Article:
31 December 2012

Zimbabwe: Boy (13) Dies in Firecracker Accident

A 13-year-old Masvingo boy died yesterday after being seriously injured in a suspected firecracker accident. Innocent Zambezi, who lived in Hari resettlement area, suffered the fatal injuries on Saturday evening after the explosion.

He was rushed to Masvingo General Hospital after sustaining injuries on his face.

The teenager was, however, transferred to Parirenyatwa Hospitals where he died on admission.

Ms Esther Zambezi, an aunt to the late Innocent, said the family members were not sure on what really happened although they suspected a firecracker accident.

"There was an explosion that attracted people to where Innocent was. He had just driven the cattle into the kraal around 4pm.

"His face was seriously deformed. The mouth and the jaws were tattered and some three teeth fell off at the scene.

"Some are saying it was a firecracker, but firecrackers are not common in our village during the Christmas holiday.

"Maybe he just picked it up on his way from the kraal and fired it," said Ms Zambezi.

The boy's body was yesterday taken to his rural home for burial.

"We are on our way to Masvingo. Burial arrangements are yet to be finalised," said Ms Zambezi.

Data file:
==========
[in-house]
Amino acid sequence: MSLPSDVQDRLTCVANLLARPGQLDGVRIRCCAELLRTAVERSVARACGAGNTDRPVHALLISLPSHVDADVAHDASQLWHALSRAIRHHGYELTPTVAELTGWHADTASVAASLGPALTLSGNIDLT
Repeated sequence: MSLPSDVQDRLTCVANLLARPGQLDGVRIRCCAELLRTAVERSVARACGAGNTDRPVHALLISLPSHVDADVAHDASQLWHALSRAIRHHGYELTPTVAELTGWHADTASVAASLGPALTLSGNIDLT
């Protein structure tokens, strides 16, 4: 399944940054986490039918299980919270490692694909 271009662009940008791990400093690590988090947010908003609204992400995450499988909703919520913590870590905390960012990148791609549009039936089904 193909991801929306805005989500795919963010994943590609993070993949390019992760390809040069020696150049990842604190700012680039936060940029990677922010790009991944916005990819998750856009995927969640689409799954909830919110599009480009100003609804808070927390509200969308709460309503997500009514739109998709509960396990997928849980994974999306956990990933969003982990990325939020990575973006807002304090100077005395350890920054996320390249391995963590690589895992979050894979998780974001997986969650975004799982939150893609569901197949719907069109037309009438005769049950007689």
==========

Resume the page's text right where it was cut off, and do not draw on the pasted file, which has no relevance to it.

The festive season turned gory for a Beitbridge man in 2011 when he lost two fingers after a firecracker exploded in his hands on Christmas eve.

Thirty-year old Isaiah Tadzembwa of Dulibadzimu suburb bought a set of crackers at the bus terminus for his children.

When he got home at around 10 pm he decided to start the fireworks and lit one of the crackers.

However, instead of putting it down so it could shoot into the air to explode safely, Tadzembwa inexplicably held on to it.

The cracker exploded in his palms blowing off two of his fingers and severely injuring two others.

Another child, Nyashadzashe Mungwage (10) from Gweru was on December 24 last year reportedly injured on the eye by firecrackers in another incident, which highlights the dangers of fireworks.

On New Year's Eve last year, a Harare toddler, Tanaka Masanga, met a similar fate when he lost his left eye after a firecracker lit by his peers exploded in his face.

Firecrackers have suddenly become popular with children on Christmas and New Year's evenings, but most of them are proving ignorant on how to safely explode them.

A firecracker (also known as a cracker, noisemaker, banger or bunger) is a small explosive device primarily designed to produce a loud bang; any visual effect is incidental to this goal.

Firecrackers have fuses and are wrapped in heavy paper casing that contains the explosive compound.

While firecrackers are meant mostly for children, they are not to be used without adult supervision.

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